Skip to main content

Tabor College, my alma mater, ends up in Sports Illustrated for all the wrong reasons

Well, I'd love to hear from some of my Tabor friends about this, but the story SI describes doesn't seem terribly different from what things were like when I was a student at Tabor 20 years ago, at least in my mind.

I even did a little research into WHY Tabor had a football team when I was there, digging through old stacks of the student newspaper. If memory serves, the team didn't exist until 1969. It started (and an existing soccer team shut down) more or less in order to stay in the KCAC—the worry being that the college wouldn't survive unless it maintained its membership in the athletic conference.

The football team seemed to exist in a different universe than the rest of Tabor, which was no lip-service denominational college: It really did (and does) take seriously the mission of Christ-centered learning. The student body was pretty white and devout. The football team …much, much less so. Every year or so, there'd be one or two players who really participated in church-related events on campus in a major way, and they drew a lot of attention, but often they were gone the next year, just like most of the rest of the team.

So the team didn't seem to square, even then, with either Tabor's spiritual or educational missions. I recall, in fact, my senior year of college putting the question directly to David Brandt, then Tabor's brand-new president. Why did Tabor persist in keeping a program that seemed to fit the campus so badly?

I don't recall his answer, in fairness: I do recall he answered it with a kind of smiling frustration reserved for the "you don't get how the world works, son," and I guess I did and didn't.

I'm disappointed that the current president, Jules Glanzer, elected to try to avoid attention by declining to speak about this with SI's reporter. In fairness: I'm no longer an ideal Tabor alum myself, being an agnostic liberal. And the story of who benefits and who loses from the existence of the football team at Tabor is complicated by hundreds of individual stories.

But I also suspect that the conflict between how Tabor presents itself, how it thinks of itself, and the different reality lived by much of the football team—well, public embarrassment of some sort was going to come at some point. I'm sorry that it took the death of a young man, a father, to heighten those contradictions. I hope, however, that Tabor will wrestle with the questions posed in this story with honesty, integrity, and fidelity to the faith it proclaims in the world.

Update: Final thought: It was clear 20 years ago that Tabor might not live without football, but would live in a compromised state *with* football. It seems like little has changed. I'm more clear-eyed than I was when I was a self-righteous 20-year-old about the need for and nature of compromise, but I still wonder if it's all ultimately to the good.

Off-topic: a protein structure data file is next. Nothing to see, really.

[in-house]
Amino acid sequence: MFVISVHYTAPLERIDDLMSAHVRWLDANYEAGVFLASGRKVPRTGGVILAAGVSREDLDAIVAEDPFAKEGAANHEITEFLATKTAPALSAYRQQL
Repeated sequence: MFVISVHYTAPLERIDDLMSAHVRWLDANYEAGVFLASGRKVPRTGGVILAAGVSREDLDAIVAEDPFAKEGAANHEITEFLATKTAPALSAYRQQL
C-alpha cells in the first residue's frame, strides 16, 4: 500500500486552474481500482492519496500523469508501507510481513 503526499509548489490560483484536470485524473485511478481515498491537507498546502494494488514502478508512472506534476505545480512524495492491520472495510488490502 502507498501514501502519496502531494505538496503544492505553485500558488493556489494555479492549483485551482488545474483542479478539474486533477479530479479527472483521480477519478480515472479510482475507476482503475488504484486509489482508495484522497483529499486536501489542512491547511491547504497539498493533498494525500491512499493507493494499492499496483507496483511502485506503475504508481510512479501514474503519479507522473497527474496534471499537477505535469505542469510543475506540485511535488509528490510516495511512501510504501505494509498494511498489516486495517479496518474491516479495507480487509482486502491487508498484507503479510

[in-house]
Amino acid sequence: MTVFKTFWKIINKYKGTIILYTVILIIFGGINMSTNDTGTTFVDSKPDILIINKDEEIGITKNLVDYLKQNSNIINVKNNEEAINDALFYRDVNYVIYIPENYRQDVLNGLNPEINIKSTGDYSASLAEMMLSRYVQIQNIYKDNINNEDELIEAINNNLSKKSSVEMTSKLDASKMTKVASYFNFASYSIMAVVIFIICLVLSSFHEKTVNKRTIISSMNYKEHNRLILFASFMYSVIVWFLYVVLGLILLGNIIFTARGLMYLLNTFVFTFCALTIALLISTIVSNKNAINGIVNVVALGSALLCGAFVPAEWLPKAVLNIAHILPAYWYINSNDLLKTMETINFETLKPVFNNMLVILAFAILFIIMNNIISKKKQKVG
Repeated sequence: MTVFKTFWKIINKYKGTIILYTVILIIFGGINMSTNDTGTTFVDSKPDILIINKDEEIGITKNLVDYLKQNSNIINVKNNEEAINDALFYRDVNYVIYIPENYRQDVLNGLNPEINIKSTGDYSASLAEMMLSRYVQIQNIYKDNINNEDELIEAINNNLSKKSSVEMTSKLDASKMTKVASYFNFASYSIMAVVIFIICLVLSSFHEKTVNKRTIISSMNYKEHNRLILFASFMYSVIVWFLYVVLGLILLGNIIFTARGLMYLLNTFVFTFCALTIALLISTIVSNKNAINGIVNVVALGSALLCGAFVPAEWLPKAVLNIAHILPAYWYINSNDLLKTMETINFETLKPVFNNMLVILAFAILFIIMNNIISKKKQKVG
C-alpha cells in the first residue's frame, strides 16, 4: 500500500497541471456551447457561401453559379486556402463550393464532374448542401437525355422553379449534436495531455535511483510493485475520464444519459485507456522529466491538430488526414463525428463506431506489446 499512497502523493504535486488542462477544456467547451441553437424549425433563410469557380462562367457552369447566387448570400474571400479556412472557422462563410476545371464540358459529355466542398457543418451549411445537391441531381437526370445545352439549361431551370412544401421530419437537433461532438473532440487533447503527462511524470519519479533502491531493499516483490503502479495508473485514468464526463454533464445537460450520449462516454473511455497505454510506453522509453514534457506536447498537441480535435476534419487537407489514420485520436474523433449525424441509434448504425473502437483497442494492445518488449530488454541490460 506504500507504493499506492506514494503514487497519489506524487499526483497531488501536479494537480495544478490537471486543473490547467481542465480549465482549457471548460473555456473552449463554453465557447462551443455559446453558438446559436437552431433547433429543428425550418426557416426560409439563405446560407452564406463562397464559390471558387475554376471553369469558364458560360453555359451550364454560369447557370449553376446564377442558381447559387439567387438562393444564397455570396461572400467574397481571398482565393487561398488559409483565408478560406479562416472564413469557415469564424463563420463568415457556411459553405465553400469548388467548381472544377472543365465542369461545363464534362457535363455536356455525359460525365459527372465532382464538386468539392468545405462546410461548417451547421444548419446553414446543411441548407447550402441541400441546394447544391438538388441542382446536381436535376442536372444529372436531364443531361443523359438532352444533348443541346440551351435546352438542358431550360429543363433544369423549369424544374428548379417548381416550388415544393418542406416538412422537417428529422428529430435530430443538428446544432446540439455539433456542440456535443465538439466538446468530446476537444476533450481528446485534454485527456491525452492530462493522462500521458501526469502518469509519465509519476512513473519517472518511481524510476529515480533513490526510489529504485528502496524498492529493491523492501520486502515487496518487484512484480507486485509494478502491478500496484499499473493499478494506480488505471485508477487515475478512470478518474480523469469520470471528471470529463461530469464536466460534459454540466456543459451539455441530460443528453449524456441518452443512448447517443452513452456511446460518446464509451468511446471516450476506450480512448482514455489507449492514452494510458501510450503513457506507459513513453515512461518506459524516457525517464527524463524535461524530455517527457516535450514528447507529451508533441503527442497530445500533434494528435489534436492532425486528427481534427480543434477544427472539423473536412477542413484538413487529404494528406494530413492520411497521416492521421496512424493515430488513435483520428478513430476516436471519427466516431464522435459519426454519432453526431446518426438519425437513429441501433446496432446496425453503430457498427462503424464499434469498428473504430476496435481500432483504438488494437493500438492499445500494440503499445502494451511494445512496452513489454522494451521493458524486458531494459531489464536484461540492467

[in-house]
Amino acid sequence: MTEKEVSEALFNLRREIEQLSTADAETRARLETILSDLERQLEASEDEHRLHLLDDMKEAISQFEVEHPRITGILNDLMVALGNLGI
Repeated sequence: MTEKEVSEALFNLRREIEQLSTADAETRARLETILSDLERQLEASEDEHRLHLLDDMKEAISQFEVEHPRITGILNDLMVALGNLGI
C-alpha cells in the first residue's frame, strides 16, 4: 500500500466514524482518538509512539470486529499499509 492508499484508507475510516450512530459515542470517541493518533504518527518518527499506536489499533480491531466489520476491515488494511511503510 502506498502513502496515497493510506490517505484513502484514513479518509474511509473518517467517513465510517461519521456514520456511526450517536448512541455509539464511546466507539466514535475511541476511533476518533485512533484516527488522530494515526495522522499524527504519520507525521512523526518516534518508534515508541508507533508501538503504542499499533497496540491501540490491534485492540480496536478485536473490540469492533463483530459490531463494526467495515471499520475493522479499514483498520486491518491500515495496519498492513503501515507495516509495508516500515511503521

Comments

Popular posts from this blog

Yoga

I've been making some life changes lately — trying to use the time I have, now that I'm back in Kansas, to improve my health and lifestyle. Among the changes: More exercise. 30 minutes a day on the treadmill. Doesn't sound like a lot, but some is more than none, and I know from experience that getting overambitious early leads to failure. So. Thirty minutes a day.

One other thing: Yoga, a couple of times a week. It's nothing huge — a 15-minute flexibility routine downloaded from an iPhone app. But I've noticed that I'm increasingly limber.

Tonight, friends, I noticed a piece of trash on the floor. I bent over at the waist and picked it up, and threw it away.

Then I wept. I literally could not remember the last time I'd tried to pick something off the floor without grunting and bracing myself. I just did it.

Small victories, people. Small victories.

Liberals: We're overthinking this. Hillary didn't lose. This is what it should mean.

Interesting:
Nate Cohn of the New York Times estimates that when every vote is tallied, some 63.4 million Americans will have voted for Clinton and 61.2 million for Trump. That means Clinton will have turned out more supporters than any presidential candidate in history except for Obama in 2008 and 2012. And as David Wasserman of Cook Political Report notes, the total vote count—including third party votes—has already crossed 127 million, and will “easily beat” the 129 million total from 2012. The idea that voters stayed home in 2016 because they hated Donald Trump and Hillary Clinton is a myth. We already know the Electoral College can produce undemocratic results, but what we don't know is why — aside from how it serves entrenched interests — it benefits the American people to have their preference for national executive overturned because of archaic rules designed, in part, to protect the institution of slavery. 

A form of choosing the national leader that — as has happened in …

I'm not cutting off my pro-Trump friends

Here and there on Facebook, I've seen a few of my friends declare they no longer wish the friendship of Trump supporters — and vowing to cut them out of their social media lives entirely.

I'm not going to do that.

To cut ourselves off from people who have made what we think was a grievous error in their vote is to give up on persuading them, to give up on understanding why they voted, to give up on understanding them in any but the most cartoonish stereotypes.

As a matter of idealism, cutting off your pro-Trump friends is to give up on democracy. As a matter of tactics, cutting off your pro-Trump friends is to give up on ever again winning in a democratic process.

And as a long-term issues, confining ourselves to echo chambers is part of our national problem.

Don't get me wrong: I expect a Trumpian presidency is a disaster, particularly for people of color. And in total honesty: My own relationships have been tested by this campaign season. There's probably some damage…